Zenyatta is one of the great mares in racing history. Her owners, Jerry and Ann Moss, planned to retire the six-year-old after the Breeder’s Cup Classic in Louisville, KY on November 7th this year. Instead of retiring with an outstanding record of twenty wins, she came in second by a nose in this last important race. Zenyatta’s record of nineteen wins out of twenty starts should be her lasting tribute, however, more than her one loss.
Crowds lined the area where Zenyatta walked to the paddock to be saddled. People yelled and cheered their encouragement while her handlers tried to shush the noise, hoping to lessen the pressure on her.
She showed her nervous anticipation in her characteristic walk, lifting her right front foot, and sometimes her left, in a dressage-like extension, as if pawing the air. The announcer called it a dance movement. Maybe they will name it the Zenyatta Step.
Can’t Win Them All
We all watched as horse number eight headed for the loading gate, entered without problem and stood waiting. We saw her come out of the gate more slowly than we hoped for and follow the pack of eleven other horses for way too long! We urged her forward, urged her on to find her way to the front! And then she came, fighting to get there, finally getting through the bunched pack to enough space where she could move out. She tried. She gave it everything she had. She lost by a nose. And we all felt that moment of heartbreak for her, for her jockey, her trainer and her owners, and for all those others who have grown to admire this fantastic mare.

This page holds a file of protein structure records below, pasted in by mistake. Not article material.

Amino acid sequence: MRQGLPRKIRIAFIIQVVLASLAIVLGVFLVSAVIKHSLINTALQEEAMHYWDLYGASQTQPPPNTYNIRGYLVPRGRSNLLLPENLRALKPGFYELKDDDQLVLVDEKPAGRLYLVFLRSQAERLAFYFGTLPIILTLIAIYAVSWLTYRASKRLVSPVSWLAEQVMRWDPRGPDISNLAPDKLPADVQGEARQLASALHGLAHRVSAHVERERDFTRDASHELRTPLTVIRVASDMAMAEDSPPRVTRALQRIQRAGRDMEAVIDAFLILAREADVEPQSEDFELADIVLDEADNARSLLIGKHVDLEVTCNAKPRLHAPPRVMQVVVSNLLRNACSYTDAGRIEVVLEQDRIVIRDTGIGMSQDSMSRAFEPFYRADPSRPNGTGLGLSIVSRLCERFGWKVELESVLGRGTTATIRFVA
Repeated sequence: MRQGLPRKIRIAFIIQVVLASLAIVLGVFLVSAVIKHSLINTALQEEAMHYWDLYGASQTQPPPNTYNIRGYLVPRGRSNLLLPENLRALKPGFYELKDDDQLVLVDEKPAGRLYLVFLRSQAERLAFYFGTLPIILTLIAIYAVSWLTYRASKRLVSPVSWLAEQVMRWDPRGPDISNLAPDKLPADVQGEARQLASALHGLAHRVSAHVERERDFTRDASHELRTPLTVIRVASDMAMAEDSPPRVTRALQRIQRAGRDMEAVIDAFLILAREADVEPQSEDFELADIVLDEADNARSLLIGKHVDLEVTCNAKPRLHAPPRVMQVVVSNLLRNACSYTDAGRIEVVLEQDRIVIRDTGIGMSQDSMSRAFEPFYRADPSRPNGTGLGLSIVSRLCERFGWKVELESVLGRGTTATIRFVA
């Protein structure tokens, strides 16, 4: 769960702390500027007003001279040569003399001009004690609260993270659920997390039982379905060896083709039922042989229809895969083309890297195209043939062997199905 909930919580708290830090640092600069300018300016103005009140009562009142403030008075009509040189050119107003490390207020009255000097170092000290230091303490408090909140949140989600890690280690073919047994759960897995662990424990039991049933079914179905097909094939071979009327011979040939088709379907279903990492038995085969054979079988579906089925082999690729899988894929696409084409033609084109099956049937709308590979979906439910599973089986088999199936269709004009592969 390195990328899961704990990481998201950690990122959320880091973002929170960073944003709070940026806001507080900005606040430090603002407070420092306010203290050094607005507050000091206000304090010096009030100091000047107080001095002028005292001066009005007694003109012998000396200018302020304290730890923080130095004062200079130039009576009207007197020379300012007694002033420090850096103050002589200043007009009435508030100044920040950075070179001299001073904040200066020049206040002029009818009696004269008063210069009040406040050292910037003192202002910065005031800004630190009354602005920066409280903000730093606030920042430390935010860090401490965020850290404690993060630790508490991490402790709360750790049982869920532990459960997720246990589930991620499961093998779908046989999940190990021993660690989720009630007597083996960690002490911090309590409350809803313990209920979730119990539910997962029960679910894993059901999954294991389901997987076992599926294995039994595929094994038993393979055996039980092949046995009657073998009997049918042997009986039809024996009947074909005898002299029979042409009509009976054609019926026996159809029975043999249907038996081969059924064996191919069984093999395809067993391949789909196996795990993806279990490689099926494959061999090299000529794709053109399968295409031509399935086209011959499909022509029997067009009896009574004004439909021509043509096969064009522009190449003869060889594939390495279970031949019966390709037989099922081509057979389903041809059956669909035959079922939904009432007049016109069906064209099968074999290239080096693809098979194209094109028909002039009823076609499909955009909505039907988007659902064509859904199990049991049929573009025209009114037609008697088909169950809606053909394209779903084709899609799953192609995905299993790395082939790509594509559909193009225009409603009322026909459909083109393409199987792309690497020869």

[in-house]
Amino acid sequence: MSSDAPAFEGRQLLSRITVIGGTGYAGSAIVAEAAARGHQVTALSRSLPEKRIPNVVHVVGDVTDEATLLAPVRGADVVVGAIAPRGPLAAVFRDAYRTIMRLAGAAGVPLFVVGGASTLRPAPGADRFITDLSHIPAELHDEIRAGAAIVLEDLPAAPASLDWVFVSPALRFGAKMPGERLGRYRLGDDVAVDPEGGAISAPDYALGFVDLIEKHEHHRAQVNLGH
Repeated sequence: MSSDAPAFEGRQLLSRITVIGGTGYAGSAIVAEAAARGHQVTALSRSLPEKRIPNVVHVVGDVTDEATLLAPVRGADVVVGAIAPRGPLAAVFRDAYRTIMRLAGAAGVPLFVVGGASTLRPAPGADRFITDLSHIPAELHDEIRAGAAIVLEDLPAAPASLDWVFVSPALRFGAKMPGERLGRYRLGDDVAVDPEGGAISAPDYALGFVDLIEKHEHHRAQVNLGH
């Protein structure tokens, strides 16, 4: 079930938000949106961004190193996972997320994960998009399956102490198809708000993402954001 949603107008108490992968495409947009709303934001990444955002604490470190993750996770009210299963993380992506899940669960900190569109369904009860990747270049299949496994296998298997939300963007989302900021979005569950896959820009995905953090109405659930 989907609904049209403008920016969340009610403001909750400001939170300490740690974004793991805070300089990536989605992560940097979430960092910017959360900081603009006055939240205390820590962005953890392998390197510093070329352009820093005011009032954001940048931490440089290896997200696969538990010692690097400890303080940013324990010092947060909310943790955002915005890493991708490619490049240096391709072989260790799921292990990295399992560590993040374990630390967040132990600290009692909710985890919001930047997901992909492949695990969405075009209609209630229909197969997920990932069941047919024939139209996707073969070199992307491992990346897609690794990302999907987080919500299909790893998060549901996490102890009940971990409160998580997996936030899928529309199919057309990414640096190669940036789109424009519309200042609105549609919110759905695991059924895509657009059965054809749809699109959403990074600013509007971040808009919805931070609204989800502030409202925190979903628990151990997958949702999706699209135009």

An Emotional Race
Zenyatta came up from dead last to almost win. As the sunset cast a rosy glow over Churchill Downs, she was led back to the barn for the first time without her moment of glory in the winner’s circle—while Mike Smith, her jockey, fought to control his emotions over perhaps his greatest loss. Her trainer, John Shirreffs, walked back with his head down, hands in his pockets. Her owners seemed stunned.
The Heart of A Mare
Did we expect her to be invincible? Didn’t we expect her to come up from behind again with her thrilling power and heart to win and to cross the finish line with her usual last-minute triumph? Things happen. If anything, blame the dirt thrown in her face from the flying feet in front of her. She was used to a synthetic track. But in spite of the dirt and the late start, she gave it her all, as most mares do.
An Undeniable Spirit
Speaking for women in general, many of us know something about the pressure to win in a male-dominated sport. Zenyatta definitely has the heart of a winner and we will remember her valiant try. This mare has won the hearts of countless fans. May her babies continue her legacy!
Betsy Kelleher’s second book, MARES! (ya gotta love em), is a compilation of stories from mare owners across the United States, sharing the challenges and joys of mare ownership. Her first book, Sometimes a Woman Needs a Horse, shared her experiences learning to train her first mare and the spiritual message she found in their relationship. Betsy writes a monthly column for the Illinois Horse Network newspaper under the heading, Sometimes God Uses Horses. Visit her website, www.goduseshorses.com to learn more about her, her horses, her books and her columns.